Sometimes you will have the need to generate some random variables within Splunk searches. This can be very useful if you need to test your searches, particularly those with complex calculations and conditional logic. Splunk’s SPL enables any user to do this via the random() command.

This command will generate an integer that lies between 0 and 2147483647.

For example if we run the following search:

```
| makeresults count=10000
| eval random_value = random()
```

We get (10000) random values that look like this:

However, the range and precision of the values that you are interested in may not correspond to this. For example, values representing temperature (in Celsius say) can be negative and do not have to be integers. Values representing percentages will lie between 0 and 100 and also don’t have to be integers.

It is possible to generate values that represent such quantities by scaling/resizing the values that are generated by random().

In the example of percentages, we, first of all, want to generate values that lie between 0 and 1. We can do this by running the following search:

```
| makeresults count=10000
| eval random_value = random()
| eval precision = 100000
| eval random_value_between_0_and_1 = (random()%precision)/precision
```

Here we are using the ‘precision’ field to determine how many decimal places our random variables can possibly take. In this case, 100000 will produce random variables with 5 digits after the decimal point. The % (modulo) operator returns the remainder when random() is divided by precision. If, say, the initial random variable was 1552351234 then 1552351234%100000 would give 51234 and then 51234/100000 would give 0.51234.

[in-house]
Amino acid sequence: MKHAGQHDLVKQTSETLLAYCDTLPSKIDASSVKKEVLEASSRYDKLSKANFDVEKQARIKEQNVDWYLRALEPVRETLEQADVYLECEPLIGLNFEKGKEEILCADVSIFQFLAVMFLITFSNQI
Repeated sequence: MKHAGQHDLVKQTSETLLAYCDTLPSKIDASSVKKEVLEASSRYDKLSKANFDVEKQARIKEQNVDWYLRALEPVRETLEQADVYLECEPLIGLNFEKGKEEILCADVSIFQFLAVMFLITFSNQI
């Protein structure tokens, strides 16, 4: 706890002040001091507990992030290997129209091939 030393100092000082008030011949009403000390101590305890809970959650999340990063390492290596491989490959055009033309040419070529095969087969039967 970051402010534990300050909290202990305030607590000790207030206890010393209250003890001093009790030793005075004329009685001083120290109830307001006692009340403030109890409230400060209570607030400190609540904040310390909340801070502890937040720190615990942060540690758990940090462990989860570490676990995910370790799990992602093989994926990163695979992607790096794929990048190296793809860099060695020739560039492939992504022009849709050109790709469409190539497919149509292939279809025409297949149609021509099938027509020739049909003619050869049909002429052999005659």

Running the above search gives us the following:

To obtain percentage values we can then simply multiply by 100:

```
| makeresults count=10000
| eval random_value = random()
| eval precision = 100000
| eval random_value_between_0_and_100 = (random()%precision)/precision*100
```

If we plot the distribution of values, we can see that we do in fact have a uniform distribution of values from 0 to 100.

If we want negative values to be allowed (like in the case of temperature) then we can introduce a min_value field and apply this to our calculation. The search then becomes:

```
| makeresults count=10000
| eval random_value = random()
| eval precision = 100000
| eval min_value = -50
| eval random_value_between_0_and_100 = (random()%precision)/precision*100+min_value
```

Which gives us values like those shown below (note the presence of negative values):

Whilst it is unlikely you will want your final searches to contain values being generated randomly, you may wish to use random values in order to test the various paths that a set of calculations can go down. By judicious use of the random() function, this can be achieved very easily.

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